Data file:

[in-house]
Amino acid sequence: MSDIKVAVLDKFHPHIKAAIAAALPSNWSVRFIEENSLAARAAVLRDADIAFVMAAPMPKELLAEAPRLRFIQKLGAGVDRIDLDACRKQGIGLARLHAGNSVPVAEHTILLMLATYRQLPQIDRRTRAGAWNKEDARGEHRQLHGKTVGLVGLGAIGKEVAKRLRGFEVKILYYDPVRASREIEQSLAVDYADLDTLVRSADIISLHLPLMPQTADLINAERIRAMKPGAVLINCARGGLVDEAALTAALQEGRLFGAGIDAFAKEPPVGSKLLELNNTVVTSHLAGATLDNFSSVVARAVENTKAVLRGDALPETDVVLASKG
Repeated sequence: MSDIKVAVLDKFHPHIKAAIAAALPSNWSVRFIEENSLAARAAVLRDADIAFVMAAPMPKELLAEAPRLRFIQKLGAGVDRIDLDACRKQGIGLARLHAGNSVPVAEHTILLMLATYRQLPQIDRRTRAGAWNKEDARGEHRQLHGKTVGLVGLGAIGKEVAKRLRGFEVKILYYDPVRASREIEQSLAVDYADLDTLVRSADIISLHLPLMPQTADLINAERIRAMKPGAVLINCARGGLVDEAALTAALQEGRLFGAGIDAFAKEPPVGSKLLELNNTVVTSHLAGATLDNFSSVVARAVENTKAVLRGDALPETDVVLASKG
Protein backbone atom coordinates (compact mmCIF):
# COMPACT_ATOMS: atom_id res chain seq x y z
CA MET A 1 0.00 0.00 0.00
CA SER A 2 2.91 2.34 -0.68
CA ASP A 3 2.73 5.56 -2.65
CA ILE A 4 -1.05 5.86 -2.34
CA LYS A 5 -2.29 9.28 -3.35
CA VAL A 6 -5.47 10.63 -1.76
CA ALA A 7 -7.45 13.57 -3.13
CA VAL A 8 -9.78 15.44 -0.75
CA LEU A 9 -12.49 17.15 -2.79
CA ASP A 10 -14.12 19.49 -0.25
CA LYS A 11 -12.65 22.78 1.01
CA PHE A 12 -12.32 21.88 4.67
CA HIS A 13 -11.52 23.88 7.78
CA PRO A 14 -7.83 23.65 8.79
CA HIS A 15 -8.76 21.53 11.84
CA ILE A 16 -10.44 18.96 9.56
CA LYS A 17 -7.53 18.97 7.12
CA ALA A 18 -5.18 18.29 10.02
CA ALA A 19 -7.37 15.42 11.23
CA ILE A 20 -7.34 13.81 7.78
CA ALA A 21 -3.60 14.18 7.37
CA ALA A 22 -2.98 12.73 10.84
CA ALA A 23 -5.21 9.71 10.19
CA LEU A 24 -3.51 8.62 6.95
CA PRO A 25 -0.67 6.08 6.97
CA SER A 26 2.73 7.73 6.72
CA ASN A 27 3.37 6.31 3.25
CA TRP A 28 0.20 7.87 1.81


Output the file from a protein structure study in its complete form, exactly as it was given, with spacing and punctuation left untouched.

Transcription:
[in-house]
Amino acid sequence: MSDIKVAVLDKFHPHIKAAIAAALPSNWSVRFIEENSLAARAAVLRDADIAFVMAAPMPKELLAEAPRLRFIQKLGAGVDRIDLDACRKQGIGLARLHAGNSVPVAEHTILLMLATYRQLPQIDRRTRAGAWNKEDARGEHRQLHGKTVGLVGLGAIGKEVAKRLRGFEVKILYYDPVRASREIEQSLAVDYADLDTLVRSADIISLHLPLMPQTADLINAERIRAMKPGAVLINCARGGLVDEAALTAALQEGRLFGAGIDAFAKEPPVGSKLLELNNTVVTSHLAGATLDNFSSVVARAVENTKAVLRGDALPETDVVLASKG
Repeated sequence: MSDIKVAVLDKFHPHIKAAIAAALPSNWSVRFIEENSLAARAAVLRDADIAFVMAAPMPKELLAEAPRLRFIQKLGAGVDRIDLDACRKQGIGLARLHAGNSVPVAEHTILLMLATYRQLPQIDRRTRAGAWNKEDARGEHRQLHGKTVGLVGLGAIGKEVAKRLRGFEVKILYYDPVRASREIEQSLAVDYADLDTLVRSADIISLHLPLMPQTADLINAERIRAMKPGAVLINCARGGLVDEAALTAALQEGRLFGAGIDAFAKEPPVGSKLLELNNTVVTSHLAGATLDNFSSVVARAVENTKAVLRGDALPETDVVLASKG
Protein backbone atom coordinates (compact mmCIF):
# COMPACT_ATOMS: atom_id res chain seq x y z
CA MET A 1 0.00 0.00 0.00
CA SER A 2 2.91 2.34 -0.68
CA ASP A 3 2.73 5.56 -2.65
CA ILE A 4 -1.05 5.86 -2.34
CA LYS A 5 -2.29 9.28 -3.35
CA VAL A 6 -5.47 10.63 -1.76
CA ALA A 7 -7.45 13.57 -3.13
CA VAL A 8 -9.78 15.44 -0.75
CA LEU A 9 -12.49 17.15 -2.79
CA ASP A 10 -14.12 19.49 -0.25
CA LYS A 11 -12.65 22.78 1.01
CA PHE A 12 -12.32 21.88 4.67
CA HIS A 13 -11.52 23.88 7.78
CA PRO A 14 -7.83 23.65 8.79
CA HIS A 15 -8.76 21.53 11.84
CA ILE A 16 -10.44 18.96 9.56
CA LYS A 17 -7.53 18.97 7.12
CA ALA A 18 -5.18 18.29 10.02
CA ALA A 19 -7.37 15.42 11.23
CA ILE A 20 -7.34 13.81 7.78
CA ALA A 21 -3.60 14.18 7.37
CA ALA A 22 -2.98 12.73 10.84
CA ALA A 23 -5.21 9.71 10.19
CA LEU A 24 -3.51 8.62 6.95
CA PRO A 25 -0.67 6.08 6.97
CA SER A 26 2.73 7.73 6.72
CA ASN A 27 3.37 6.31 3.25
CA TRP A 28 0.20 7.87 1.81